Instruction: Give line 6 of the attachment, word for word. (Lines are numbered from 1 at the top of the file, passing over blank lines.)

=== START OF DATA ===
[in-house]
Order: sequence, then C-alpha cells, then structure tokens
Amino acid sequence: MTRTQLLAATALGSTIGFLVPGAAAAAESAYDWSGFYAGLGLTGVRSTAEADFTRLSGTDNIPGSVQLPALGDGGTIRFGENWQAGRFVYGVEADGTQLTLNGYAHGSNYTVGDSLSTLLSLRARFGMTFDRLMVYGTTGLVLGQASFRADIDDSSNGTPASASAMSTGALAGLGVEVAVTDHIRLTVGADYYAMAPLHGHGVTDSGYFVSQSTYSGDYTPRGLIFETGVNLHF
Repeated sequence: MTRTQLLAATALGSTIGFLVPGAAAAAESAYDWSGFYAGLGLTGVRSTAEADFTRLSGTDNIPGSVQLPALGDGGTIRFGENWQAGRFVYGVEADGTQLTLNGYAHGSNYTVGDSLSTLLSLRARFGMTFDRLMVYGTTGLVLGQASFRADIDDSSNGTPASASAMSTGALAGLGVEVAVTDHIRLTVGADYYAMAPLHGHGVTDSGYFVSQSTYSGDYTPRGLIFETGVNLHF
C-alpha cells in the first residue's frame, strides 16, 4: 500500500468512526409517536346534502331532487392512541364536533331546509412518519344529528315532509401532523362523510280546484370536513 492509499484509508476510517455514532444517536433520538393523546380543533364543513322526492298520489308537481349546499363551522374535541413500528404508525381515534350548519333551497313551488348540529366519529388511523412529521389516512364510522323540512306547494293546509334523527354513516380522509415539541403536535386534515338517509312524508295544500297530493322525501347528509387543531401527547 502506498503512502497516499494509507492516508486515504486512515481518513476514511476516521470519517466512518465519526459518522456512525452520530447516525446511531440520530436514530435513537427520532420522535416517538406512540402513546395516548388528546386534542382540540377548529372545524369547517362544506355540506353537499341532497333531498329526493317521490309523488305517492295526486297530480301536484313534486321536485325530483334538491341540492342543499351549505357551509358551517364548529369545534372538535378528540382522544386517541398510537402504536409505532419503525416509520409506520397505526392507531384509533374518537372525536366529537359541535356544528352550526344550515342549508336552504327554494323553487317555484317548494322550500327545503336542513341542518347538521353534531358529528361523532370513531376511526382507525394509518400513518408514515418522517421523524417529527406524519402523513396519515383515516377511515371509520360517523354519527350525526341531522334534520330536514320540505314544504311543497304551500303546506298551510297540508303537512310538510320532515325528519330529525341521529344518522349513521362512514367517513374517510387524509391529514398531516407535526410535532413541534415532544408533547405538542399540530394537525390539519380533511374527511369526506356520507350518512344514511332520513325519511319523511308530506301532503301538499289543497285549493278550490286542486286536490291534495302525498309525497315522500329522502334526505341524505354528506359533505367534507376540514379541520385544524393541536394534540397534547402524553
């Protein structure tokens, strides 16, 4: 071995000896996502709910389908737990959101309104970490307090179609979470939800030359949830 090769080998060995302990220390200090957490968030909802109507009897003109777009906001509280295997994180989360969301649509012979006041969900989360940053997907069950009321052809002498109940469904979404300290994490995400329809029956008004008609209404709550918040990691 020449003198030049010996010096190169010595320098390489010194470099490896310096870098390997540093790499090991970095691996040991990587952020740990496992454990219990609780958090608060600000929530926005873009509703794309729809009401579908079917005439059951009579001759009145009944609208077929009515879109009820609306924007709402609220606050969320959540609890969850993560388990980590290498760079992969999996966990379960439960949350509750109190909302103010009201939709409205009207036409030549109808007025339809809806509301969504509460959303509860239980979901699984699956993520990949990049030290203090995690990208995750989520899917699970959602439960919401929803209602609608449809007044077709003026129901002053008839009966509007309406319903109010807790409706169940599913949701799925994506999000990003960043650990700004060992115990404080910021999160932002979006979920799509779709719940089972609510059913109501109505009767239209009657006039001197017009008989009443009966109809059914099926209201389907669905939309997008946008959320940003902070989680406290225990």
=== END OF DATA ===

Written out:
């Protein structure tokens, strides 16, 4: 071995000896996502709910389908737990959101309104970490307090179609979470939800030359949830 090769080998060995302990220390200090957490968030909802109507009897003109777009906001509280295997994180989360969301649509012979006041969900989360940053997907069950009321052809002498109940469904979404300290994490995400329809029956008004008609209404709550918040990691 020449003198030049010996010096190169010595320098390489010194470099490896310096870098390997540093790499090991970095691996040991990587952020740990496992454990219990609780958090608060600000929530926005873009509703794309729809009401579908079917005439059951009579001759009145009944609208077929009515879109009820609306924007709402609220606050969320959540609890969850993560388990980590290498760079992969999996966990379960439960949350509750109190909302103010009201939709409205009207036409030549109808007025339809809806509301969504509460959303509860239980979901699984699956993520990949990049030290203090995690990208995750989520899917699970959602439960919401929803209602609608449809007044077709003026129901002053008839009966509007309406319903109010807790409706169940599913949701799925994506999000990003960043650990700004060992115990404080910021999160932002979006979920799509779709719940089972609510059913109501109505009767239209009657006039001197017009008989009443009966109809059914099926209201389907669905939309997008946008959320940003902070989680406290225990």